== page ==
Introduction to ISO 639 Language Codes and Where to Find Them

Learn about ISO 639 language code sets, their implementation in HTML, and where to find a (mostly) comprehensive code list.

  • Subject(s):

    Ebook Production, Website Accessibility

  • Resource Type(s):

    Standards and Best Practices

  • Audience:

    Introduction

What is ISO 639?

The International Organization for Standardization develops standards in technical and nontechnical fields and comprises of representatives from standards committees across various countries around the world.

ISO 639 is a series of international standards for language codes. The first part of the series is ISO 639-1, which consists of registered two-letter codes covering the world’s major languages. For example, “en” for English or “fr” for French.

What is the difference between two-letter versus three-letter codes?

To add more specificity regarding languages or language groups, the ISO 639-2 code set was released, containing all languages in ISO 639-1, as well as additional languages and language groups with three-letter codes. Subsequent code set releases are ISO 639-3 and ISO-639-5, covering more languages. Examples of three-letter codes include “cmn” for Mandarin Chinese and “gwi” for Gwich’in.

It is advised to use two-letter codes for language shifts if they exist for a particular language. Three-letter codes should only be used if a two-letter equivalent does not exist.

How are language codes applied in HTML?

Language tags are applied in HTML web pages or EPUBs to meet the following WCAG 2.2 (Web Content Accessibility Guidelines) criteria:

  • 3.1.1 – Language of Page
  • 3.1.2 – Language of Parts

The Language of Page requirement involves declaring the primary language of a webpage using the lang attribute in the <html> tag. This signals screen readers to switch to a specific language and pronunciation. For a webpage in Spanish, the language would be declared as follows:

<html lang="es">

</html>

An EPUB XHTML page in Canadian English would be declared as follows:

<html xmlns="http://www.w3.org/1999/xhtml" xmlns:epub="http://www.idpf.org/2007/ops" lang="en-CA" xml:lang="en-CA">

</html>

The Language of Parts requirement involves declaring the language of words, phrases, or passages in other languages within an HTML webpage or document (when said language shift is different from the primary language of the page). Exceptions include proper names (e.g., Marcel Proust), technical terms (e.g., zeitgeist), or words/phrases that are common in English (or the main language of the page) (e.g., schadenfreude, rendezvous, etc.).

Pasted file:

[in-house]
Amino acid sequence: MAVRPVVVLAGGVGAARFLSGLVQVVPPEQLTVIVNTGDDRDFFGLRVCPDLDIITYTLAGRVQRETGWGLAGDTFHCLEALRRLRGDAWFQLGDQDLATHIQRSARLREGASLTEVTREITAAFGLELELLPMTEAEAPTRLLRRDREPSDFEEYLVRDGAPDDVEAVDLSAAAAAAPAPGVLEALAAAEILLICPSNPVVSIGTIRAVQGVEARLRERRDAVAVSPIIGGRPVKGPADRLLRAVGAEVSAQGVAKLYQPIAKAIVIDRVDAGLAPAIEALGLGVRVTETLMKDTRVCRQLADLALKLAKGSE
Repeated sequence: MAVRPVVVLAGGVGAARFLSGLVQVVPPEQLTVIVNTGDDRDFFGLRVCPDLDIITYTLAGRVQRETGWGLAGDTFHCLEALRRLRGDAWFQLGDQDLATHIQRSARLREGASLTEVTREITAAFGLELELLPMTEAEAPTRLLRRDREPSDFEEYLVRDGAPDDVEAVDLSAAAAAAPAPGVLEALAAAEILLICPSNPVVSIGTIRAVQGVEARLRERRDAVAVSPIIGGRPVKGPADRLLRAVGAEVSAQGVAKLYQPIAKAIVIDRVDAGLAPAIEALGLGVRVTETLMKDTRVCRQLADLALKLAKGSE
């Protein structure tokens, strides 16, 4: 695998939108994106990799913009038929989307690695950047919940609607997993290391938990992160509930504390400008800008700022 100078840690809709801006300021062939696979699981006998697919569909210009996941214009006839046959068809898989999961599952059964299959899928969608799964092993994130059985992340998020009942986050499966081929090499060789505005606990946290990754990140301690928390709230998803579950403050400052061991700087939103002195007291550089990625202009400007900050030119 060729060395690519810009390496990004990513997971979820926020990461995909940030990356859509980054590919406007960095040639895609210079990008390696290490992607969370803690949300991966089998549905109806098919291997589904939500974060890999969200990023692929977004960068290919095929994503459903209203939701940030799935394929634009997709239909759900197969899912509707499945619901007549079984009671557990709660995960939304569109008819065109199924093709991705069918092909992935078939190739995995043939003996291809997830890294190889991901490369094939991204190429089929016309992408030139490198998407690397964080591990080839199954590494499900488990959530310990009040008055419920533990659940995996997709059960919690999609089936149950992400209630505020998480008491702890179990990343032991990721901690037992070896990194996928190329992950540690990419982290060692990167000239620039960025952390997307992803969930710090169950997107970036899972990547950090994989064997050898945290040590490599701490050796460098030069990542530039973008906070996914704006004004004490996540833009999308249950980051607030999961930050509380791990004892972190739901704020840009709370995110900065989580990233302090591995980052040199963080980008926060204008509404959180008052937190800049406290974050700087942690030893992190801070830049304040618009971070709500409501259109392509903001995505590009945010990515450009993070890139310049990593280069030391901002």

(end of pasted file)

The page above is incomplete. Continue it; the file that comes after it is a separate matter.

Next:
For example, a shift for a French language phrase within a page in an EPUB would be identified as follows:

<span lang="fr" xml:lang="fr">Je t’aimerai toujours</span>

Currently, screen reader support for language tags is limited to mostly major languages of the world. This is expected to change as technology evolves to prioritize digital accessibility and inclusion.

Where can I find the list of language codes?

There are several code sets of ISO 639, and different Registration Authorities for the sets (note that ISO 639-4 consists of implementation guidelines and ISO 639-6 standard was withdrawn). Refer to the links below for official code lists for each standard set:

ISO 639-1 and ISO 639-2

Registration Authority: Library of Congress

ISO 639-3

Registration Authority: SIL International (Recommended by APLN as the codes on this site are filterable by code set (1-5), identifier, language name, scope, and type).

ISO 639-5

Registration Authority: Library of Congress

Next Steps

1

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Web Accessibility Standards, Requirements, & Legislation (including WCAG)

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Subject(s): Website Accessibility
Resource Type(s): Standards and Best Practices
Audience:
Technical
2

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Subject(s): Ebook Production
Resource Type(s): Checklist
Audience:
Introduction

Content Source Acknowledgement

Accessibility and Usability at Penn State: Language Tags in HTML

Library of Congress: Codes for the Representation of Names of Languages

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